The Women in IP Committee of the AIPLA is pleased to announce TONYA COMBS as a Woman to Watch!

The Women to Watch Series was established by the Women in IP Committee as an avenue to recognize women within the AIPLA community for excellence and accomplishments. Through a peer-nomination process, the Women to Watch Series strives to honor women who have created their own paths, who lead through strong examples, and who are achieving successes as a result of their choices and leadership, but who may not be widely known in the AIPLA community.

 

We are pleased to introduce Tonya Combs, in her own words:

 Years working in IP:   14+ years.

Years with current organization:  17+ years

 Current location: Indianapolis, In.

Current role:  Vice-President and Deputy General Patent Counsel

 What I do:I counsel senior leaders at Eli Lilly and Company on IP strategy.  I also have the good fortune to lead a group of incredibly talented and experienced patent attorneys responsible for global patent procurement (drafting and prosecuting), maintenance, and aspects of enforcement for Lilly.  In addition, we assess the potential relevance of third party patents to determine their potential impact on Lilly’s development efforts and value in business due diligence.

Previous roles:  I started at Lilly as a chemical engineer in research and development where I had responsibility for optimizing processes for scale up production of clinical trial material.  I have had a number of positions in the law division, including roles in patent preparation and prosecution, patent litigation, brand attorney, trade secret protection and enforcement, general counsel for our oncology business, and others.

Years and involvement with AIPLA:  I have been involved in AIPLA in a variety of ways since 2012.  I previously participated on the Model Patent Jury Instructions Subcommittee (2015), and am currently a member of the  Patent Law Committee, among others.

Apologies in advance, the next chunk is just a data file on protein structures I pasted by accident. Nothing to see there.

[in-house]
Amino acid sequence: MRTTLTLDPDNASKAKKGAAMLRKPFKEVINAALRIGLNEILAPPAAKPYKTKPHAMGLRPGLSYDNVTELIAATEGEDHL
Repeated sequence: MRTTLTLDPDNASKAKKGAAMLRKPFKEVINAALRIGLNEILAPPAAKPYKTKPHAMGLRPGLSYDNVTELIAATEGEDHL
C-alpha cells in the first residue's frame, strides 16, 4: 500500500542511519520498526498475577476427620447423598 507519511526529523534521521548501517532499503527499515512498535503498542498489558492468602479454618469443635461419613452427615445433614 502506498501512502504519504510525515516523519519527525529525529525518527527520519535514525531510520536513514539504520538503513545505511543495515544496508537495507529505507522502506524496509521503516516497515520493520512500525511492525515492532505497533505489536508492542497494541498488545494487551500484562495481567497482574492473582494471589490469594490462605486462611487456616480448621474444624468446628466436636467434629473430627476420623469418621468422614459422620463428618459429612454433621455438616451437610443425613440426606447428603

Q:  What was the best professional decision you ever made?

A:  The best professional decision I ever made was applying to law school.  It opened an exciting new career path that marries scientific interest with cutting edge innovation.

 Q:  What was the worst professional decision you ever made?

A:  Underestimating my readiness to take on a new assignment.  Transitioning to a new role or area of law is its own skill set, and one that cannot be developed without experience.

 Q:  What would you consider your greatest professional achievement so far?

A:  I have had the opportunity to work on many complex and interesting projects, litigation, oppositions, etc.  The accomplishments I look back on most fondly are those enabling innovative new medicine to help patients, and those facilitating the development and growth of other practitioners.

 Q:  In your opinion, what could women be doing better to advance their careers?

A:  Don’t underestimate yourself; your colleagues aren’t!  Knowledge gaps equal growth opportunities. How fortunate that we endeavor to succeed in a career that allows us to learn constantly.  Let’s embrace that and lean forward into the next opportunity.

Q:  What is the best advice you have received?

A:  We’re shooting for excellence, not perfection.   This advice helps me keep prioritization top of mind and to beware the point of diminishing returns.

 More about Tonya:

If they bottled my personality, the label would read:

Contains: determination and realistic optimism.  Caution: contents turn gritty and persevere under pressure.

Something I said I’d never do, but did anyway:

I was always interested in a variety of science-focused careers, but never envisioned a career practicing law.

One thing people are surprised to find out about me:

I first became interested in patent law after being named the sole inventor on a patent application.

tlc.large_

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